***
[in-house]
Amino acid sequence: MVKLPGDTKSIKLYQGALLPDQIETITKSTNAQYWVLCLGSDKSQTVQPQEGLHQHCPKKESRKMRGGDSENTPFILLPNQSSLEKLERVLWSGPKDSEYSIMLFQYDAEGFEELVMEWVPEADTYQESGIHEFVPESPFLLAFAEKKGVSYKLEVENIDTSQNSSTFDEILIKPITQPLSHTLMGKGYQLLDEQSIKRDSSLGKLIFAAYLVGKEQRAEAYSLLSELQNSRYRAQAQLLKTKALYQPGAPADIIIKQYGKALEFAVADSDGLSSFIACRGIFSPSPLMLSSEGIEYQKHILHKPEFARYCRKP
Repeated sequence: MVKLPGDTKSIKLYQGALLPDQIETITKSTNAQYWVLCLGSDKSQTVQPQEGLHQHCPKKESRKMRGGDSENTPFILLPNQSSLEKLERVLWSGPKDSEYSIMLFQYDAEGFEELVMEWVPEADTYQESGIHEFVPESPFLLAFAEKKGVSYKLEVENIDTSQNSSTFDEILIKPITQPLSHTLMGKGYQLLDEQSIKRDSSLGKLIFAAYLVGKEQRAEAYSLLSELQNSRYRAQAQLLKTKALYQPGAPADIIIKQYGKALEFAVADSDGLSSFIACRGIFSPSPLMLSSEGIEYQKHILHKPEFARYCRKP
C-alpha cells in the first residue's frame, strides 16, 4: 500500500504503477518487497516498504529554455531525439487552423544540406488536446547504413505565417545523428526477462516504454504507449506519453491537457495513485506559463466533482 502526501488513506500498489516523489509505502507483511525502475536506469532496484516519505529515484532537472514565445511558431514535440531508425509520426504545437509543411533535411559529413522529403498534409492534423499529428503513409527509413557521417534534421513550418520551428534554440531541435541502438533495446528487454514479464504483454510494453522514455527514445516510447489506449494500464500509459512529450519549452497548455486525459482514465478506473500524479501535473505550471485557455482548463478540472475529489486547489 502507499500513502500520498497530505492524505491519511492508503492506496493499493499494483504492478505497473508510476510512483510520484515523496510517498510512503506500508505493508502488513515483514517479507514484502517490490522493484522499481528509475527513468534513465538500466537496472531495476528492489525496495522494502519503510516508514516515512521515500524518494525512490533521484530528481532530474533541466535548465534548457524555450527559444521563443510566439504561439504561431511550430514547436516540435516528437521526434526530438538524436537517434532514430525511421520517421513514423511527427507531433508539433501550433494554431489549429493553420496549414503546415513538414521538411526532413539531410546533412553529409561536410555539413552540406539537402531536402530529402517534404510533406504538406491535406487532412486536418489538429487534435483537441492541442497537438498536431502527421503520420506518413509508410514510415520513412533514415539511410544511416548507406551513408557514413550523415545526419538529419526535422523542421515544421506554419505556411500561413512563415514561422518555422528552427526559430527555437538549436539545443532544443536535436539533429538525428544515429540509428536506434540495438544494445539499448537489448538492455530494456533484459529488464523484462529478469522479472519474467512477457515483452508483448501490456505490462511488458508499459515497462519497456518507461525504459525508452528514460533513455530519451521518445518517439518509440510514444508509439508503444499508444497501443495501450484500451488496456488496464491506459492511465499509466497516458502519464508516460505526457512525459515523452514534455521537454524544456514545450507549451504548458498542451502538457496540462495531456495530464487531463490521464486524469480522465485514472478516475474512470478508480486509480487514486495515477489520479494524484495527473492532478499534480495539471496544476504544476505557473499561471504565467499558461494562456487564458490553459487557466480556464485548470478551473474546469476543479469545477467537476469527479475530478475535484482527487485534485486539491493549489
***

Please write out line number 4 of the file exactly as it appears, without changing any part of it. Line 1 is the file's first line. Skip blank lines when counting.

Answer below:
C-alpha cells in the first residue's frame, strides 16, 4: 500500500504503477518487497516498504529554455531525439487552423544540406488536446547504413505565417545523428526477462516504454504507449506519453491537457495513485506559463466533482 502526501488513506500498489516523489509505502507483511525502475536506469532496484516519505529515484532537472514565445511558431514535440531508425509520426504545437509543411533535411559529413522529403498534409492534423499529428503513409527509413557521417534534421513550418520551428534554440531541435541502438533495446528487454514479464504483454510494453522514455527514445516510447489506449494500464500509459512529450519549452497548455486525459482514465478506473500524479501535473505550471485557455482548463478540472475529489486547489 502507499500513502500520498497530505492524505491519511492508503492506496493499493499494483504492478505497473508510476510512483510520484515523496510517498510512503506500508505493508502488513515483514517479507514484502517490490522493484522499481528509475527513468534513465538500466537496472531495476528492489525496495522494502519503510516508514516515512521515500524518494525512490533521484530528481532530474533541466535548465534548457524555450527559444521563443510566439504561439504561431511550430514547436516540435516528437521526434526530438538524436537517434532514430525511421520517421513514423511527427507531433508539433501550433494554431489549429493553420496549414503546415513538414521538411526532413539531410546533412553529409561536410555539413552540406539537402531536402530529402517534404510533406504538406491535406487532412486536418489538429487534435483537441492541442497537438498536431502527421503520420506518413509508410514510415520513412533514415539511410544511416548507406551513408557514413550523415545526419538529419526535422523542421515544421506554419505556411500561413512563415514561422518555422528552427526559430527555437538549436539545443532544443536535436539533429538525428544515429540509428536506434540495438544494445539499448537489448538492455530494456533484459529488464523484462529478469522479472519474467512477457515483452508483448501490456505490462511488458508499459515497462519497456518507461525504459525508452528514460533513455530519451521518445518517439518509440510514444508509439508503444499508444497501443495501450484500451488496456488496464491506459492511465499509466497516458502519464508516460505526457512525459515523452514534455521537454524544456514545450507549451504548458498542451502538457496540462495531456495530464487531463490521464486524469480522465485514472478516475474512470478508480486509480487514486495515477489520479494524484495527473492532478499534480495539471496544476504544476505557473499561471504565467499558461494562456487564458490553459487557466480556464485548470478551473474546469476543479469545477467537476469527479475530478475535484482527487485534485486539491493549489